I just spent about two one hour sessions with a young lady and her mother today; the time ran long but I won't release lenses to a new lens wearer unless they understand everything mentioned in the post above. There is very little profit dispensing the lenses and the fitting fee we charged didn't even cover the time I spent with the family. I don't think it is too unreasonable to charge a fee for the service I provided today.

    Try and find any service provider in any industry, not just optical, who would give you 2 hours of their time for $15. Like yourself, Chip, I enjoy what I do, so I do it. I just can't figure out where our services became so under-valued.

  5. #5
    Master OptiBoarder OptiBoard Bronze Supporter LENNY's Avatar
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    Jo !

    You should put a sign in your office Labor $50 an hour !
    They would learn much quicker.

    We charge aditional $19 for a DW/EW s[herical fits and refits.
    For toric and bifocals $59 for new patient and $19 for existing patient.

    Unfortunately today the only money you can make is on exam fees so i think they should go up!

  6. #6
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    We charge $45 for the fitting fee, which includes I & R. (I'm licensed to do it, but let the OD do it because she's better at it, I'm really not into doing it anymore, and I can make much more in the dispensary.)

    If they don't get the I & R w/ 45 minutes, they can pay for our "tutor" to sit there until they get it @ $20 per hour. (Very seldom do we use the tutor) An ophthalmology clinic about 20 miles from us charges $249 for a basic, soft CL fit including exam. The local OD's are charging around $165 including exam.

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    Robert,

    1. "If you charge a "fitting fee" do you charge the patient every year when you are examining the patients eye health to continue to wear contacts?"

    We charge a fitting fee to patients who are being fitted for CL for the first time, and we call it a fitting fee. The fitting fee is payment for insertion & removal training, lens care training, and for the Dr evaluating the fit of the CL on the patient's eye. The patient then comes back for two separate follow-ups visits for the Dr to check the CL on the eyes and the patient is charged a follow-up fee for each visit.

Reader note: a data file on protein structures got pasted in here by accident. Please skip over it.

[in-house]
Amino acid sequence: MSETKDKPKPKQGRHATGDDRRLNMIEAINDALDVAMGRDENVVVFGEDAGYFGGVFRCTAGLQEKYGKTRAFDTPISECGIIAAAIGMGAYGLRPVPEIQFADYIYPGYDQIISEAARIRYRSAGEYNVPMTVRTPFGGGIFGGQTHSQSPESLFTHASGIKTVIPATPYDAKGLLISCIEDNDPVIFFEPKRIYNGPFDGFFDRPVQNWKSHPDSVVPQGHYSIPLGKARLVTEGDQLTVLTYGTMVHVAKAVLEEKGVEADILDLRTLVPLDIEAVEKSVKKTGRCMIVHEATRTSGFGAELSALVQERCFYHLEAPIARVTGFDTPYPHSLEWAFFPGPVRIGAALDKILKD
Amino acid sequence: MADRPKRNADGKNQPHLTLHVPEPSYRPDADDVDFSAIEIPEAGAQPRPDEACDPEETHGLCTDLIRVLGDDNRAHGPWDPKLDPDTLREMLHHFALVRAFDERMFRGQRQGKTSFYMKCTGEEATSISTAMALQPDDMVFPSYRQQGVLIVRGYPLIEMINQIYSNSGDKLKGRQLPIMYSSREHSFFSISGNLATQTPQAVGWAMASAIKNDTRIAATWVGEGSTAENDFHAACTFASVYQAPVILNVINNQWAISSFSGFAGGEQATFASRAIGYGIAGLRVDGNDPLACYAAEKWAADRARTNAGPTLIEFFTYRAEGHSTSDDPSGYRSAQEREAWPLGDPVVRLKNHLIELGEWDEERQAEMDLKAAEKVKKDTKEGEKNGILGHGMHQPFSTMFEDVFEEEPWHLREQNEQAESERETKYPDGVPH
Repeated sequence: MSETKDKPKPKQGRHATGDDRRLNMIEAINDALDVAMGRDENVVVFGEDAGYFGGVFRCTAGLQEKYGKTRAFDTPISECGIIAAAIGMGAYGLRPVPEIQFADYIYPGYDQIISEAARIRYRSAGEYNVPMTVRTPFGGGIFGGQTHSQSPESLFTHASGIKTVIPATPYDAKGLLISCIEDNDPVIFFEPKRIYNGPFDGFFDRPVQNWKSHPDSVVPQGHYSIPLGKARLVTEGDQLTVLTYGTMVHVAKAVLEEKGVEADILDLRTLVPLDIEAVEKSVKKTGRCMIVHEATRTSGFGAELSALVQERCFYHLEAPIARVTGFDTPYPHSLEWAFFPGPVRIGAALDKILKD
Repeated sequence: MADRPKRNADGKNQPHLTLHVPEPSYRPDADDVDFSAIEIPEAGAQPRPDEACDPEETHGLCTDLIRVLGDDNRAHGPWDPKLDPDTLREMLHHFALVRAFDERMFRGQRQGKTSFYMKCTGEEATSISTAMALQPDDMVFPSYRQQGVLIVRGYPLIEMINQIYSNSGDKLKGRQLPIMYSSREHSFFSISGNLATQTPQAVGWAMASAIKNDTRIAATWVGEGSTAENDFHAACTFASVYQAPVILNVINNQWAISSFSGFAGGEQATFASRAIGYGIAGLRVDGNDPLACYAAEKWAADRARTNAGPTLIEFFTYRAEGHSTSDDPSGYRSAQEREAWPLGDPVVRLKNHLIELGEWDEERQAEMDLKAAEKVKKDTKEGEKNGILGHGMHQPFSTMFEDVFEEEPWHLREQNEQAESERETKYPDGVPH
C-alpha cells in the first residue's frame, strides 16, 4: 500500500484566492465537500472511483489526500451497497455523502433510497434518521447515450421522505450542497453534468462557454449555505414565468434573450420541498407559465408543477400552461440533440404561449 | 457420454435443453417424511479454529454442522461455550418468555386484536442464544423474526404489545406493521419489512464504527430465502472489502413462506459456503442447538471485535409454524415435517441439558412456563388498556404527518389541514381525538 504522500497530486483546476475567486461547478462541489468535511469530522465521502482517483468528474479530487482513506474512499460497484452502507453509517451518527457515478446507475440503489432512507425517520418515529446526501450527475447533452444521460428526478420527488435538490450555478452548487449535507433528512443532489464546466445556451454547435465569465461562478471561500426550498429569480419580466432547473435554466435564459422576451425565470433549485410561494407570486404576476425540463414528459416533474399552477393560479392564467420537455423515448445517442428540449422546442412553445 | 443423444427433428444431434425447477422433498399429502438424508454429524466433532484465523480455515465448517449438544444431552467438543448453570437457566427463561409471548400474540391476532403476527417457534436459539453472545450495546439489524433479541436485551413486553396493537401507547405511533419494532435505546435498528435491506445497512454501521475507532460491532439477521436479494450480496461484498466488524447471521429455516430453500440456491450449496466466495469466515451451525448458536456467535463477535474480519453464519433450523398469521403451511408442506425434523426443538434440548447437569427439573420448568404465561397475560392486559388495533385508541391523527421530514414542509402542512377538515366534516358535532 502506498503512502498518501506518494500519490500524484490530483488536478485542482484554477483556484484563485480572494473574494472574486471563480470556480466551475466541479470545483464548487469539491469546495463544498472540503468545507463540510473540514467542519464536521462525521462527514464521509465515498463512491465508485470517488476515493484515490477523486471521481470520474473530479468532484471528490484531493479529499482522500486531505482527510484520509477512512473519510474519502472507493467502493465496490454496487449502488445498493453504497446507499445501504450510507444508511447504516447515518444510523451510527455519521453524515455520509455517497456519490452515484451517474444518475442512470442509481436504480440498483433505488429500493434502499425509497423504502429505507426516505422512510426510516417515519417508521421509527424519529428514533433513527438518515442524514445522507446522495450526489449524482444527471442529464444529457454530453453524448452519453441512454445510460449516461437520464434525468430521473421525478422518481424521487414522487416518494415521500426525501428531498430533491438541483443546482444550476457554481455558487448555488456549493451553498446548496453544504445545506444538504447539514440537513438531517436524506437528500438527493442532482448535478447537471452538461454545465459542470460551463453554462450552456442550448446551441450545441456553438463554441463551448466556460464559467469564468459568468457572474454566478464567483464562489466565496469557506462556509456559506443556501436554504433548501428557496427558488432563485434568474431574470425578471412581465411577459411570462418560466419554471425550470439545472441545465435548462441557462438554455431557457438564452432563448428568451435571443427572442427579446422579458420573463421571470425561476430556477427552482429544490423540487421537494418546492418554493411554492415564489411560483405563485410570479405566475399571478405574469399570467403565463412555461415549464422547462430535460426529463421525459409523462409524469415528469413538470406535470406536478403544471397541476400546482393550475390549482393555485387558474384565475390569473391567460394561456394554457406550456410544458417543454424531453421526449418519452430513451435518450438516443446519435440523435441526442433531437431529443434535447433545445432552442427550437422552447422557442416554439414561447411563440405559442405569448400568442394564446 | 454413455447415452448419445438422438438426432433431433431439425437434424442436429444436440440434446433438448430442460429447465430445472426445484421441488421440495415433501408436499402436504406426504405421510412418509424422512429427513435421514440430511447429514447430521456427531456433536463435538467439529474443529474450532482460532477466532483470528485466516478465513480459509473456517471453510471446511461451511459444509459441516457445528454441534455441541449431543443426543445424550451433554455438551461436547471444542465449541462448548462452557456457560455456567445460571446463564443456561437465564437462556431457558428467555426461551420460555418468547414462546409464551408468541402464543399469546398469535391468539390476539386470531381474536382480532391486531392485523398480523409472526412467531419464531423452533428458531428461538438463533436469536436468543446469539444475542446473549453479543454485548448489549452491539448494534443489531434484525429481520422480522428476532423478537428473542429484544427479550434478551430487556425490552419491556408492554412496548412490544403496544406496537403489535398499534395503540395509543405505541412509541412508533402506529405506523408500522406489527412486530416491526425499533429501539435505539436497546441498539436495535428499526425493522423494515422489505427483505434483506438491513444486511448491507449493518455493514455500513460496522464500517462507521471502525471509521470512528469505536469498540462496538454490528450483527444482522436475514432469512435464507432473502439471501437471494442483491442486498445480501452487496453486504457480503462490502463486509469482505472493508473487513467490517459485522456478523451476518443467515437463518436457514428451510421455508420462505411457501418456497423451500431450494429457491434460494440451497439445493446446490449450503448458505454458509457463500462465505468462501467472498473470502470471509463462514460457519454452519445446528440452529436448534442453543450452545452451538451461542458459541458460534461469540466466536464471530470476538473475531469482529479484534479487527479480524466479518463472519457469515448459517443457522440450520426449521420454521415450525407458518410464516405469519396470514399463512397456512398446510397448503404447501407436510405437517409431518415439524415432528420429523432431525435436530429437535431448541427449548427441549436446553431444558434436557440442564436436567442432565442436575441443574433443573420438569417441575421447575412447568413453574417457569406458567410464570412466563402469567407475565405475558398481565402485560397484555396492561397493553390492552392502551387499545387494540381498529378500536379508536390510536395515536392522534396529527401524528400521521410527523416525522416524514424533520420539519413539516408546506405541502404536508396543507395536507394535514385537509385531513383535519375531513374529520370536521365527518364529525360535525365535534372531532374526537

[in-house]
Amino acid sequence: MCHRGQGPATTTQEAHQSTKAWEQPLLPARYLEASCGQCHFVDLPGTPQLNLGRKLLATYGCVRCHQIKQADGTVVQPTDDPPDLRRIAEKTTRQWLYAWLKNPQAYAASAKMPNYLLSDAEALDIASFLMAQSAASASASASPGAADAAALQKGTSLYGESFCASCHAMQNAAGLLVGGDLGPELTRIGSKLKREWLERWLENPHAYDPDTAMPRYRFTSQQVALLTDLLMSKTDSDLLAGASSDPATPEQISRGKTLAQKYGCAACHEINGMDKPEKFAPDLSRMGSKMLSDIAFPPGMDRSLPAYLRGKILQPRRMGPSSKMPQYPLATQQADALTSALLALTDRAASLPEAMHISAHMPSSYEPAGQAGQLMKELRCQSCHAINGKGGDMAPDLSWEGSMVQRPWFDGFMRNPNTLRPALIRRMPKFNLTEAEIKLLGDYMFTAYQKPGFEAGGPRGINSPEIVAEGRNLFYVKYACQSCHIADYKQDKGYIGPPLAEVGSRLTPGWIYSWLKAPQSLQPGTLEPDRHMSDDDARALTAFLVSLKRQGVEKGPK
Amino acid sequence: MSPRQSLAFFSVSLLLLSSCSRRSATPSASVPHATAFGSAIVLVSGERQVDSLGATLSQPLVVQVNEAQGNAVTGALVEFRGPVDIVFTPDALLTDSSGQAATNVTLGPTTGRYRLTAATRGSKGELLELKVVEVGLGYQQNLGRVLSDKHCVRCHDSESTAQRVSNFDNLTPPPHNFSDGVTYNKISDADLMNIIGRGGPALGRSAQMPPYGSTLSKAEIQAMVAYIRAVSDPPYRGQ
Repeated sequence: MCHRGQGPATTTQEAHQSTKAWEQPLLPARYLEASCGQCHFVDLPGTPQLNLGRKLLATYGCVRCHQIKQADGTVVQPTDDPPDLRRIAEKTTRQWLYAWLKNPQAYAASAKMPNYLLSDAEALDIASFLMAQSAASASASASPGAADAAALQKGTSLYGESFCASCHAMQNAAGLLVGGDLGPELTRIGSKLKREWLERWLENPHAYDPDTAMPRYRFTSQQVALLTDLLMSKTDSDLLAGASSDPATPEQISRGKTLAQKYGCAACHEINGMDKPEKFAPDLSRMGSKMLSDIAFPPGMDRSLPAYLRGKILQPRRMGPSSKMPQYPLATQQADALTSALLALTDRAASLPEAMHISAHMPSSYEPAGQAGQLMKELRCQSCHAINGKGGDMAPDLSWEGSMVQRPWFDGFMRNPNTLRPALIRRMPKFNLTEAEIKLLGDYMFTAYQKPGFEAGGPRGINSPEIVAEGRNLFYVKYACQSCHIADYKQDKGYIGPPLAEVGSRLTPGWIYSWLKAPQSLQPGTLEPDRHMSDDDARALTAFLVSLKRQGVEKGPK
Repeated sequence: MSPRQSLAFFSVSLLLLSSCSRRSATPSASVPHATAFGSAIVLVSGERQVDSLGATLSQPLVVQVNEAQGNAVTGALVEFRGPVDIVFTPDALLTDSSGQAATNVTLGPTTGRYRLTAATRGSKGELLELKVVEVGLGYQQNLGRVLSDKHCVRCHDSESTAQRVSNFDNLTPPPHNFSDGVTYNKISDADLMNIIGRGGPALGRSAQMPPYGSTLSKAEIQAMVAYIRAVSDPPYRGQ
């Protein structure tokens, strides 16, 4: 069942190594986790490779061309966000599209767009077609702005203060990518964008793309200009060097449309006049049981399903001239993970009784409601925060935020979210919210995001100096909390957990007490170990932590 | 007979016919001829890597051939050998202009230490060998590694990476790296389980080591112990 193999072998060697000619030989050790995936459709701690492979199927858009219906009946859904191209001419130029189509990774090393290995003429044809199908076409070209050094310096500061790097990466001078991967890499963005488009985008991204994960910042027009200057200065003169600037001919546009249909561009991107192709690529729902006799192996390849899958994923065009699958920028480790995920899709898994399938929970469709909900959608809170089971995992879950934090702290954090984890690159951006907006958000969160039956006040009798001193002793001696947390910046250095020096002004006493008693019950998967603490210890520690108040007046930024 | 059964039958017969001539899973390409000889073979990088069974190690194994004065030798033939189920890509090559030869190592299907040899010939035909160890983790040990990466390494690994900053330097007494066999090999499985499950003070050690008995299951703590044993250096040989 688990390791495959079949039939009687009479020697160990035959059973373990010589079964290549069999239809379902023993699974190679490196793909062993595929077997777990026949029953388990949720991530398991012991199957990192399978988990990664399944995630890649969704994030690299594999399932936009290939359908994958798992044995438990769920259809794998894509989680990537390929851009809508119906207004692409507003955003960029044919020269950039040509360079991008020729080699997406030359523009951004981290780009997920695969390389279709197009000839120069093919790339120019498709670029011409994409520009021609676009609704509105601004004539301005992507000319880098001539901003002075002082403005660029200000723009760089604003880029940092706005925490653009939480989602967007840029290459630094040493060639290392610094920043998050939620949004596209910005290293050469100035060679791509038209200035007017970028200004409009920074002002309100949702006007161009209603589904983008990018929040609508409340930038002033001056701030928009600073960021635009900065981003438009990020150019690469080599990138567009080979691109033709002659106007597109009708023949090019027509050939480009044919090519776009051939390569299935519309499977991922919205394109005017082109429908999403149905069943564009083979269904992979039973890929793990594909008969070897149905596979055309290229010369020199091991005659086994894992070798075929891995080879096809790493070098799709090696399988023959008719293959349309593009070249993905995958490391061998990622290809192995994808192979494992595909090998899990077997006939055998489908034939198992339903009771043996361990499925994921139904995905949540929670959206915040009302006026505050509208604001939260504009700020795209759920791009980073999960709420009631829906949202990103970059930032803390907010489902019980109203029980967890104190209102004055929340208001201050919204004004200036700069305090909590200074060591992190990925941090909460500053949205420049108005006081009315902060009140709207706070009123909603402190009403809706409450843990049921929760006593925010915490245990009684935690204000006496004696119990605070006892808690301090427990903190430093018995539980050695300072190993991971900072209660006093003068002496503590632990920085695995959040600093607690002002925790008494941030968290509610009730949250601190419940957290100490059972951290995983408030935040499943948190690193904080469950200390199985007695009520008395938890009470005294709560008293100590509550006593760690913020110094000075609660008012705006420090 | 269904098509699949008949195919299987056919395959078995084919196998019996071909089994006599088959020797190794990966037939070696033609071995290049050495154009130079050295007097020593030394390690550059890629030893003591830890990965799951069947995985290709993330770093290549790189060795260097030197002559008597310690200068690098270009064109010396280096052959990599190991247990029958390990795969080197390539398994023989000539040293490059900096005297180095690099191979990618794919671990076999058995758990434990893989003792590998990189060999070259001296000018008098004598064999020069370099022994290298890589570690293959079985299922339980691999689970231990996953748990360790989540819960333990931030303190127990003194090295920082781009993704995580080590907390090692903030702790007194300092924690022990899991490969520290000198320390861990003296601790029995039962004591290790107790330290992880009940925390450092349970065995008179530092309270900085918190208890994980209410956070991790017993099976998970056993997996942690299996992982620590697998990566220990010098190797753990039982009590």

2. "Do you all call this charge a "fitting fee" or is there a better term (s) so it doesn't sound like we are trying to be misleading or trying to rip off the patient with "another charge". "

    If the patient is being fitted for CL for the first time, we call it a fitting fee, and it IS "another charge" because we are performing another service. Are you referring to when the patient comes in for subsequent yearly eye exams? We charge CL wearers and non-CL wearers the same fee for their annual eye exam. Even though the Dr has to do more for the CL wearer in the exam, we don't call it a"CL exam" and we don't charge more for it. (We found that CL wearers don't take kindly to an exam fee that is higher-priced than the fee for non-CL wearers.)

    3. "Also with this "fee" does your patient have unlimited access to the doctor as well as a lens change (with no additional charge).

    Heavens no, unlimited access to the Dr is asking for trouble. The fitting fee pays for just the fitting. If the patient needs visits for a change in lens type, that is a re-fitting fee (costing less than the fitting fee since there is no I&R training or lens care training involved), and usually only one follow-up.

  8. #8
    Moderator - Joann Raytar Jo's Avatar
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    LENNY said:
    You should put a sign in your office Labor $50 an hour !
    They would learn much quicker.